|Comune di Castelbuono|
|Province / Metropolitan city||Palermo (PA)|
|• Mayor||Mario Cicero|
|• Total||60.51 km2 (23.36 sq mi)|
|Elevation||423 m (1,388 ft)|
|Population (28 February 2017)|
|• Density||150/km2 (380/sq mi)|
|Time zone||CET (UTC+1)|
|• Summer (DST)||CEST (UTC+2)|
|Patron saint||St. Anne|
|Saint day||July 26|
It is known for its castle from which its name derives, and around which the city developed in the 14th century.
Construction of the Castle began in 1316, by order of Count Francesco I of Ventimiglia, over the ruins of the ancient Byzantine town of Ypsigro, high on the San Pietro hill. Hence its original name, Castello del buon aere ("Castle of good air"), from which the name Castelbuono is derived - literally meaning "good castle".
Numerous drastic alterations were made in the 17th century for reasons of accommodation, when a number of Ventimiglia families moved here from Palermo - the castle never served any really strategic purpose, owing to its geographic position down valley. The construction presents Arab-Norman and Swabian features: the cube shape recalls Arabic architecture; the square towers, although incorporated into those of the façade, reflect Norman architectural style, as also the battlements; and the round tower recalls aspects of Swabian architecture.
The construction of the Castle mixes Arab-Norman features with others typical of the castles built during the Hohenstaufen rule of southern Italy: the cube shape recalls Arabic architecture; the square towers, although incorporated into those of the façade, reflect Norman architectural style, as also the battlements; and the round tower recalls aspects of Frederick II's times architecture.
The structure is on three floors, the first floor for the servants, with the essential services, the second for the nobility, with the sumptuous Cappella Palatina, and the third for the court and for guests.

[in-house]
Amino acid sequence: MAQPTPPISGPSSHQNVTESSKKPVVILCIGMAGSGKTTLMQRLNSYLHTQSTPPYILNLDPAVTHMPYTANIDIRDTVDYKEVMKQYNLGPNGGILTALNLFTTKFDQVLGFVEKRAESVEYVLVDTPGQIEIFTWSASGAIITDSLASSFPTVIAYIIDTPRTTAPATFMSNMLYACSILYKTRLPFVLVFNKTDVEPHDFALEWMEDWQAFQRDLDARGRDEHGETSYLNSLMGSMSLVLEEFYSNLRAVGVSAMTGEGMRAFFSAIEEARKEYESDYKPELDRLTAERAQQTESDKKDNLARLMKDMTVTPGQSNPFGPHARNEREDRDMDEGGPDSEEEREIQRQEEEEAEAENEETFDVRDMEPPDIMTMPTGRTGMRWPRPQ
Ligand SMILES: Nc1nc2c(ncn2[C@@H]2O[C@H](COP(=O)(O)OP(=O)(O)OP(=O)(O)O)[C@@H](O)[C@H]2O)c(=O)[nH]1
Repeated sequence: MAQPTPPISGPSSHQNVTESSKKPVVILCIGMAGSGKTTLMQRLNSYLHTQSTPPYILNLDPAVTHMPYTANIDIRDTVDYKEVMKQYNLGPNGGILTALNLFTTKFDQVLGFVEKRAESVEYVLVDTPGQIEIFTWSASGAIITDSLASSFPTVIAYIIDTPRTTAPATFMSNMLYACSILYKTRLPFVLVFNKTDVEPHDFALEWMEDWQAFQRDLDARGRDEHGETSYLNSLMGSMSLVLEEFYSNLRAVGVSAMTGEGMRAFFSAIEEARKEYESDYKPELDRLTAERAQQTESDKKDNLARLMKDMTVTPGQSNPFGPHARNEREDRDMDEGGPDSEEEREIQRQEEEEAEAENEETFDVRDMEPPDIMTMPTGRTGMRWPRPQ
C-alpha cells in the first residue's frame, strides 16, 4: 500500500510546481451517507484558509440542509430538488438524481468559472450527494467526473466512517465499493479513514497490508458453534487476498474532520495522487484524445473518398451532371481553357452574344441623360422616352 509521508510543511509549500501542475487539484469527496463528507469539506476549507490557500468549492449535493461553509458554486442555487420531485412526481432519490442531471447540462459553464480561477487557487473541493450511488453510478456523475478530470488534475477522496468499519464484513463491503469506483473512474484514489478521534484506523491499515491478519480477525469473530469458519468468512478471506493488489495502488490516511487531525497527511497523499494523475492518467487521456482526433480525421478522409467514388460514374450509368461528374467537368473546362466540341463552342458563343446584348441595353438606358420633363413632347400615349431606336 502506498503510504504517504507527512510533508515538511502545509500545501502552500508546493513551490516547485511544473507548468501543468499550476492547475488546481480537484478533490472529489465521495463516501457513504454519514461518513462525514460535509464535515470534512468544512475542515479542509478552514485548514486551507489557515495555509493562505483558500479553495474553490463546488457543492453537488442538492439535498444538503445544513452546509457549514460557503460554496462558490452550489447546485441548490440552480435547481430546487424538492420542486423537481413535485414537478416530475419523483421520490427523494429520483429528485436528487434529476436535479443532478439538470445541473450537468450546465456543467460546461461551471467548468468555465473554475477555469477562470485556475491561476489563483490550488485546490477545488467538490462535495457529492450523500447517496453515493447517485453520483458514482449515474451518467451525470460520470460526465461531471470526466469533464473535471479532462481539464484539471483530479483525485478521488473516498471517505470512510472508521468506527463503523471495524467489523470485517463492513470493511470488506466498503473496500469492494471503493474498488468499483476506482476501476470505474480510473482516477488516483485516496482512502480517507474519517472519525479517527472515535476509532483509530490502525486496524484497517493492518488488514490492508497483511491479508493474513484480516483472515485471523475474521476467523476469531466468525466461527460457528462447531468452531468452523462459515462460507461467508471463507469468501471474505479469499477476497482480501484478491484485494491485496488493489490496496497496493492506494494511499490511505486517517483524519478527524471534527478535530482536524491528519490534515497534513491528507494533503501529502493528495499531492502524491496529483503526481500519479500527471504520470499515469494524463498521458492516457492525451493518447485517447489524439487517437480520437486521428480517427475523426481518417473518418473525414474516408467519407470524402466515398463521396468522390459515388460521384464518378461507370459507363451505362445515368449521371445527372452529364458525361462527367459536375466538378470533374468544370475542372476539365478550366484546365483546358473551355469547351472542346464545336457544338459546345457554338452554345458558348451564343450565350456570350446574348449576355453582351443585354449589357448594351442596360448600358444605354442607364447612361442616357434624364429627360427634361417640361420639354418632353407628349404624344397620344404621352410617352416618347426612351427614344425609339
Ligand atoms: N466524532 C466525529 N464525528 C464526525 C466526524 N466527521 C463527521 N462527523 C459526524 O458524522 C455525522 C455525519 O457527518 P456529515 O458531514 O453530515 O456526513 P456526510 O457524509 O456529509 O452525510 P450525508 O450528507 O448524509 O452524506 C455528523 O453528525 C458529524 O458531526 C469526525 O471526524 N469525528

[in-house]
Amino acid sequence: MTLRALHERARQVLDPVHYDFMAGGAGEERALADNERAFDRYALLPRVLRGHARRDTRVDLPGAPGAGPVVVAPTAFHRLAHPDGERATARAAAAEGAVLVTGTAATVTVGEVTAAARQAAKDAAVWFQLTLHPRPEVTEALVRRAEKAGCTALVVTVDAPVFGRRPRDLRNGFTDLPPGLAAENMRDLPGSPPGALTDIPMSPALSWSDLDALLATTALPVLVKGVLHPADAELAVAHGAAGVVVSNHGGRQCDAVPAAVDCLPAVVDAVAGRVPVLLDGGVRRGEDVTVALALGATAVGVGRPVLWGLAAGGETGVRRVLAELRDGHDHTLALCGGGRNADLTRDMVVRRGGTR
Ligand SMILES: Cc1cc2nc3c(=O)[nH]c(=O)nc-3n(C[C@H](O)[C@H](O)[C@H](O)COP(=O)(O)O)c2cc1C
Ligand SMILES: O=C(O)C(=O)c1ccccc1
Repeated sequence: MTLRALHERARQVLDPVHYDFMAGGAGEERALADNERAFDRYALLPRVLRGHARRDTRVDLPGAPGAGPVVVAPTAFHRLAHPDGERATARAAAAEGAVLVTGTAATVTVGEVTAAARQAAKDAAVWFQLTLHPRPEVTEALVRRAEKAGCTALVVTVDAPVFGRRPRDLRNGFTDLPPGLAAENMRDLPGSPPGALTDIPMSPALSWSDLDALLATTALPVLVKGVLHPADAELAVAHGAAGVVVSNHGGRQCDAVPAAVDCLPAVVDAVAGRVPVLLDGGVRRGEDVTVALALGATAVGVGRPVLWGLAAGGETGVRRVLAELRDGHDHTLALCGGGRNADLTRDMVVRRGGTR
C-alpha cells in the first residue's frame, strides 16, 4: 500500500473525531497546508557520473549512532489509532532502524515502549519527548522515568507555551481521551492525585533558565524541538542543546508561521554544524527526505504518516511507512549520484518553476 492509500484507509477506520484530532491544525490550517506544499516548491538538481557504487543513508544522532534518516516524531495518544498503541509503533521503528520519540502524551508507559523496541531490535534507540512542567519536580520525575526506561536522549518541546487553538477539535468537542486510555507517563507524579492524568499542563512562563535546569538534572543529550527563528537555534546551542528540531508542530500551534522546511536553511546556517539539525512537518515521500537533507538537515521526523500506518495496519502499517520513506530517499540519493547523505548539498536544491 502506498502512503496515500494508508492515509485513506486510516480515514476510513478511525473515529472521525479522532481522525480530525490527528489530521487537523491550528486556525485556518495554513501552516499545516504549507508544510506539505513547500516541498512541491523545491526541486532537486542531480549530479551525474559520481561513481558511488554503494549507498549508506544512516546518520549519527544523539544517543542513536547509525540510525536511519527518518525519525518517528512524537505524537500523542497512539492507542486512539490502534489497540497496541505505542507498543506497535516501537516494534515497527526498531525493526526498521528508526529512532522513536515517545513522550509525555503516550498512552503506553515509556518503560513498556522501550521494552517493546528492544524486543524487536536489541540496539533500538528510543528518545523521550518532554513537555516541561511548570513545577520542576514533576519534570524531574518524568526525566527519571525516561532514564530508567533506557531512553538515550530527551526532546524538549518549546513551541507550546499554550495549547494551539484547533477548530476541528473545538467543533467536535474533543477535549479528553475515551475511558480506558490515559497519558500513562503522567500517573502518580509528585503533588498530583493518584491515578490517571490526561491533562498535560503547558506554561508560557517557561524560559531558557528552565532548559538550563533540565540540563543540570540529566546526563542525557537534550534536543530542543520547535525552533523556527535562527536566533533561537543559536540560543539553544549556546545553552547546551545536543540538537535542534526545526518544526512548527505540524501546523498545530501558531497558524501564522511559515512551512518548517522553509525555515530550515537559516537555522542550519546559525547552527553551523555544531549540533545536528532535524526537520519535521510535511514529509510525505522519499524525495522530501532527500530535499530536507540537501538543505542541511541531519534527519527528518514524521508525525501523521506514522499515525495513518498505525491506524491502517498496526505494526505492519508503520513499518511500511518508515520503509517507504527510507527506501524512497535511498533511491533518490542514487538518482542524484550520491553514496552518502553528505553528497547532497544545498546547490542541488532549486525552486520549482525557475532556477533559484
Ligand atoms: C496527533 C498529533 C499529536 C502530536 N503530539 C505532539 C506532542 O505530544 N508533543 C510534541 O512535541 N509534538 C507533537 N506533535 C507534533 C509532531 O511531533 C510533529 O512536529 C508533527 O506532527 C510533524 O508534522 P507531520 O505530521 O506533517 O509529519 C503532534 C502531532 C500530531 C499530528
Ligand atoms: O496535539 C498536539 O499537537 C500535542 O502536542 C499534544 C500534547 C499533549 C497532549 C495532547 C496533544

The Cappella Palatina ("Palace Chapel") was built in 1683 by the brothers Giuseppe and Giacomo Serpotta, with a great profusion of precious marble, stuccowork, putti, and friezes that commemorate the most resplendent moments in the history of the House of Ventimiglia. Here is kept the holy relic of the skull of Saint Anne, in an urn that acts as the pedestal to the sculpted bust of Castelbuono's patron saint.
There are also the traditional underground dungeons and a tunnel that leads to the Church of San Francesco.
The church of Matrice Vecchia was built in the 15th century on the ruins of a pagan temple. It has a Renaissance portico added in the 16th century, and a central portal in the Catalan-Gothic style. On the left side is a bell-tower with a Romanesque mullioned window culminating in an octagonal spire covered with majoilica tiles. The interior of the church, originally divided into a nave and two aisles, received another aisle at the end of the 16th century. It preserves prized works, most remarkably, above the main altar, a splendid polyptych depicting The Coronation of the Virgin , attributed to Pietro Ruzzolone or possibly Antonello de Saliba. On the bottom right is the unusual figure of a Saint wearing spectacles. On the right is a statue of the Madonna delle Grazie by Antonello Gagini. Below the nave is a fresco depicting the Betrothal of the Virgins showing a strong Senese influence in the elegant features and the symmetry of the composition. Some of the columns separating the nave and the aisles are painted with frescoes, including the figure of St. Catherine of Alexandria.
Other sights include:
- Church of Nativity of Mary (late 16th-early 17th century)
- Church of St. Francis, which has maintained a 14th century
- Church of Sant'Antonino Martire, including the original Gothic portal
- Fountain of Venere Ciprea (15th century), which decorated the entrance to the ancient Ypsigro
- Civic Museum of Art, located in the castle
- Museum of Nature "Francesco Minà Palumbo"
- Maric, Vesna (2008-01-01). Sicily. Lonely Planet. p. 140. ISBN 9781740599696.
- Castellini, Ottavio (2007-07-24). Castelbuono: 95-years-on and still taking the breath away. IAAF. Retrieved on 2010-08-08.